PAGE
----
Saturday, October 15, 2011

The instrument panel

As with so many parts of building my RV airplane, I wasn't sure I was up to the task of designing, cutting, and wiring my instrument panel. Wiring, as I've written many times, was particularly scary to me.

Last night, I finished the instrument panel.

Hard as it is to believe, I started the process two-and-a-half years ago, but that's the nature of (a) going slowly while learning what I'm doing and (b) paying as I go and (c) making changes along the way.

Here's was my final design at that time:

When you're designing a panel, it's really easy to forget a lot of the little details, so it was important to remember some of the initial advice I had received, especially in the area of not designing a panel that would preclude changes.

As it is, I sectioned the panel off into clusters. A systems cluster on the left -- the electronic flight information display, engine monitor, backup altimeter and backup airspeed indicator -- a "switch cluster" in the center -- the Vertical Power system, mag and electronic ignition switches as well as switches for flaps, boost pump and master switch -- and a "communications cluster" on the right, all within an arm's reach. This section includes the GPS, transponder, and communications radio, as well as an input under the panel for an iPod.

The wing-leveler (autopilot) and fuel gauge are tucked under the Vertical Power system.

On the far right is a "nice to have but not-necessary-to-keep-the-shiny-side up" section which includes a remote switch to activate the emergency locator beacon, a power adapter (which I'll use to power a traffic avoidance system of some sort) and a compass.

A lot of people install a map box here but I couldn't -- or at least, didn't -- because it would have meant cutting into the subpanel behind it and I would've lost this...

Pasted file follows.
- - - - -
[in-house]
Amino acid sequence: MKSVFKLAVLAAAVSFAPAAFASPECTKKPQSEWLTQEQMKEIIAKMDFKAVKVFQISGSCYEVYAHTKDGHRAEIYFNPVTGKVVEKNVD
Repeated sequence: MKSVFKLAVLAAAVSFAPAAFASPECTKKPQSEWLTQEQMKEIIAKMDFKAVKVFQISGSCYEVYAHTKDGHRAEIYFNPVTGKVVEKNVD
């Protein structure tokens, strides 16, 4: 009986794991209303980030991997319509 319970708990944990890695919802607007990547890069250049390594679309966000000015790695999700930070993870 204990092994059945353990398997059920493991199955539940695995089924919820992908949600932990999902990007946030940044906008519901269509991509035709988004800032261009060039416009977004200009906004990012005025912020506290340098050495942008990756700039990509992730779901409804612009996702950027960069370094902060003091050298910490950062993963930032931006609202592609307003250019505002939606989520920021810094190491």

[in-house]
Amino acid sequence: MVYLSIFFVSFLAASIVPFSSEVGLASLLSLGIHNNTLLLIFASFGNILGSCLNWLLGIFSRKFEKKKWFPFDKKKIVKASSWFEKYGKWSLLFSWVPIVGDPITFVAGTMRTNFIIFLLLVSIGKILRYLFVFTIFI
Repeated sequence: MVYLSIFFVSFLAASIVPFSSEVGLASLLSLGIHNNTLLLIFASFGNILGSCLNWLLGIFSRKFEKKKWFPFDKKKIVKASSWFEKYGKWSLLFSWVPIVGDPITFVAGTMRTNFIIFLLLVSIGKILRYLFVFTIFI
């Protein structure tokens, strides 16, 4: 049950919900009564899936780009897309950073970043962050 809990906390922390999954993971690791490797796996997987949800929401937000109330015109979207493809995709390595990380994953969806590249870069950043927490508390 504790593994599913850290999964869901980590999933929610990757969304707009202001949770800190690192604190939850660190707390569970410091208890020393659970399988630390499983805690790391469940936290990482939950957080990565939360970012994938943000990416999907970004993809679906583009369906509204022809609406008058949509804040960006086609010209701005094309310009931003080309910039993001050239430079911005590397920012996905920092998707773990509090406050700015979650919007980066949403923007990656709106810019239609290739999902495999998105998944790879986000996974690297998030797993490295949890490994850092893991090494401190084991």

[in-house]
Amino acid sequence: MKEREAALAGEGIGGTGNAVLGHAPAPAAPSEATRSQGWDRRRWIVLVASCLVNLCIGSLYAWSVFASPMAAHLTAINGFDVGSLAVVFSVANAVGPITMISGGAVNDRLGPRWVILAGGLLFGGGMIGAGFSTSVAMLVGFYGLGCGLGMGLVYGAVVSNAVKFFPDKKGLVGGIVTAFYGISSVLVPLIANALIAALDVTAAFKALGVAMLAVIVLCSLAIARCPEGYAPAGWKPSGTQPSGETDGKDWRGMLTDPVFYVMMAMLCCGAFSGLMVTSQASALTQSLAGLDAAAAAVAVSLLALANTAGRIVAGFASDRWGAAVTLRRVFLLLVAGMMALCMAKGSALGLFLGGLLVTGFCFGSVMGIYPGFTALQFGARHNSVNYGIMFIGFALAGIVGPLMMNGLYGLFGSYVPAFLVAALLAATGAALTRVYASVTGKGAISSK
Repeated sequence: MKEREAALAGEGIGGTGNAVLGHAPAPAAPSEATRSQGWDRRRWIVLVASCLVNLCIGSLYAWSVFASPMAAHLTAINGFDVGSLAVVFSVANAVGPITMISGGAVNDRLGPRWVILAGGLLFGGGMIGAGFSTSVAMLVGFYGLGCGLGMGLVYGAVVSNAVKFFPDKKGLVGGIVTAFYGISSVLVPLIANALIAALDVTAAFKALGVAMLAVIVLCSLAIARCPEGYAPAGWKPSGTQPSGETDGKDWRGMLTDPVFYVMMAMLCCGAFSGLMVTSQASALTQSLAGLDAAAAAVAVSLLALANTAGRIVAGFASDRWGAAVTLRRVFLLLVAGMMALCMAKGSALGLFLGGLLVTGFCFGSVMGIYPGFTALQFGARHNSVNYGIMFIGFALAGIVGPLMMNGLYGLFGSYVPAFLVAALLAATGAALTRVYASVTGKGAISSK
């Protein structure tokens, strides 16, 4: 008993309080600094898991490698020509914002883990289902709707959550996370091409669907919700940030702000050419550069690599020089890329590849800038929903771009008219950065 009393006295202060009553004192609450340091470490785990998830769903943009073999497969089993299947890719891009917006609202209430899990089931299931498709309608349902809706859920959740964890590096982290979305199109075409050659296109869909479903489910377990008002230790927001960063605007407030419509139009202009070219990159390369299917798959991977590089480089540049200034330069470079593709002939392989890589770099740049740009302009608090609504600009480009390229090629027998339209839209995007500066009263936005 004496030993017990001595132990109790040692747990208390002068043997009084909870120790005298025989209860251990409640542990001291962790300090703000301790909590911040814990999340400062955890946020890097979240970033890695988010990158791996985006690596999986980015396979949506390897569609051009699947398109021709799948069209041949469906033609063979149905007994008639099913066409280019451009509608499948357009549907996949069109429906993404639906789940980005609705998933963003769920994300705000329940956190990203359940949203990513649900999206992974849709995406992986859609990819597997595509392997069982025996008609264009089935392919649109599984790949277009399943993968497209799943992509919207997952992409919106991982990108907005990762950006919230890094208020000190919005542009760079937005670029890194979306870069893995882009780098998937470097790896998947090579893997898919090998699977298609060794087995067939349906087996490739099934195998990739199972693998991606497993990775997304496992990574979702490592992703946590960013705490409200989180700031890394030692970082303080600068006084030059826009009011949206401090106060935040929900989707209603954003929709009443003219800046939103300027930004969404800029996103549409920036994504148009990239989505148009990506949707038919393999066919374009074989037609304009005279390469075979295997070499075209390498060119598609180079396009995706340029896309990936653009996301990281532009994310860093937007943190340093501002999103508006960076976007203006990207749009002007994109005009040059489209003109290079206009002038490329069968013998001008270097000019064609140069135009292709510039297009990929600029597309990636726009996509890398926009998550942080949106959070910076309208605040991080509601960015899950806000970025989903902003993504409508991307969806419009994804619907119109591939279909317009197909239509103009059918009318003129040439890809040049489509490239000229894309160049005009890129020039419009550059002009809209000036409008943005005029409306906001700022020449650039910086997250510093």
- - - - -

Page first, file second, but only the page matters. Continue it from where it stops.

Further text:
...the story of which you can read about here.

Oh, and way over on the left is the "keep it away from the passengers" cluster which is the starter button (actually, I put it there to (a) keep it out of the way from being accidentally hit and (b) allow me to keep my right hand on the throttle when starting) and the cable to allow the "emergency air" into the air intake of the fuel servo in the highly unlikely event the snorkel on the cowling gets plugged up in flight.

The two switches under the Vertical Power unit are for the left mag and the right electronic ignition (Lightspeed). The switches just above the throttle knob are (left to right) master switch, engine monitor power (I really didn't need this switch but it was simpler to wire it this way in order to include the red warning light),  flaps, and fuel boost pump.  The boost pump switch is powered by the Vertical Power system when flipped "up," and powered off a separate bus if I flip it down.

I like this panel a lot, partly because we've come to know each other over two years. It's the nature of the beast now that it's probably outdated even though it's never flown, but it is a functional and affordable panel.